How I survived coronavirus – Osowobi Oluwaseun Ayodeji


 

Osowobi Oluwaseun Ayodeji

 

By Nehru Odeh

Hers is an incredible story. A gender activist and founder, Stand to End Rape, a non-governmental organization, she is known for her incredible work and commitment not just to rape victims in Nigeria but also for her fight to end the scourge. A multiple award-winner with a huge presence both in the local and international civil society circuits, she was the Commonwealth Young Person of the Year 2019. She has also been nominated in the category of “Best in Activism” for the 2020 Shorty Awards.

Recently she visited London, United Kingdom, where she was invited as the Commonwealth Young Person of the Year 2019 to lead the procession of Her Majesty, the Queen of England, the Royal Family, and other notable figures in the Commonwealth during the 2020 Commonwealth Day Service at Westminster Abbey, London. Earlier in March 2020, she had attended the 2020 Commonwealth Youth Awards to offer guidance and support to the new winners. While in London, she was so excited and in high spirits to be holding up the flag representing her continent, her country and about 640 million young people who are citizens of the Commonwealth.

But that was when disaster struck. Yet little did she know she had contracted coronavirus. On her return to Nigeria she started showing signs of the disease. “I thought I was going to die,” she said. And I  put a call through to the Nigerian Centre for Disease Control, NCDC,” whose officials came one morning to pick her up to undergo tests and treatment.

This is the amazing recovery story of Osowobi Oluwaseun Ayodeji, the gender activist,  who having recovered from coronavirus has been narrating on social media how she successfully beat the virus and tested positive twice following treatment at Mainland Hospital, Yaba, Lagos.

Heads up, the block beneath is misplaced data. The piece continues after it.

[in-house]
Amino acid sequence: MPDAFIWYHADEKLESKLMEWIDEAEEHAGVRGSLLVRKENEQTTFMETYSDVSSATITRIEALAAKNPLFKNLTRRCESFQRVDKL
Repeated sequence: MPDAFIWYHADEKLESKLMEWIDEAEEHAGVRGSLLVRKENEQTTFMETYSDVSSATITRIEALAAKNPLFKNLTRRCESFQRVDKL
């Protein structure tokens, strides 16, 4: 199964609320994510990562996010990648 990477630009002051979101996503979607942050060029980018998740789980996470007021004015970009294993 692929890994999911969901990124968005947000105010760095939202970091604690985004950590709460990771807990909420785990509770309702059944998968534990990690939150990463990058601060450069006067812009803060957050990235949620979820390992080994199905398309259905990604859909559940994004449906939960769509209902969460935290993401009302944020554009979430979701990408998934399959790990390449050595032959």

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Let’s read her incredible story here: 

Life finds ways of throwing LEMON at me. I’ve struggled with coming forward, but I want to inspire hope.

I returned to Nigeria from the UK post-Commonwealth event (I totally enjoyed) and fell ill. As a responsible person, I self-isolated.

Days after, I TESTED POSITIVE FOR COVID-19.

Before returning, I had planned several interviews, I was scheduled to start a fantastic consultancy job and was also expecting to sign a contract worth millions.

I lost them all!!!

I had to self-isolate and also inform people I came in close contact with to get tested. #COVID19

My friend and I kept calling @NCDCgov to get tested. What if we didn’t persist?

No information on my test result. At 12am, an ambulance was at my house. I woke from sleep and was crying. I got to isolation center, but no one was there to receive me. I waited in the ambulance for TWO HOURS.

The nurses eventually came out and treated me like a plague. I sat in the ambulance feeling rejected.

No questions about how I felt. So many questions about my travel history. Same information I had provided to NCDC and Lagos State Government during profiling.

Lack of data sharing!

After two hours, I was taken to my space.

I felt lonely, bored and disconnected from the outside world.

Few days after, another patient came in. We bonded. Days later, patients trooped in.

“Are people observing self-isolation and social distancing?” I was so scared for Nigeria.

The next days were tough. No appetite. The nausea, vomit and stooling was unbearable. I’m a blood type A #COVID19 dealt with me.

I’ll share daily symptoms and recovery process in a video tomorrow.

I thought I was going to die and contemplated a succession plan for @StandtoEndRape.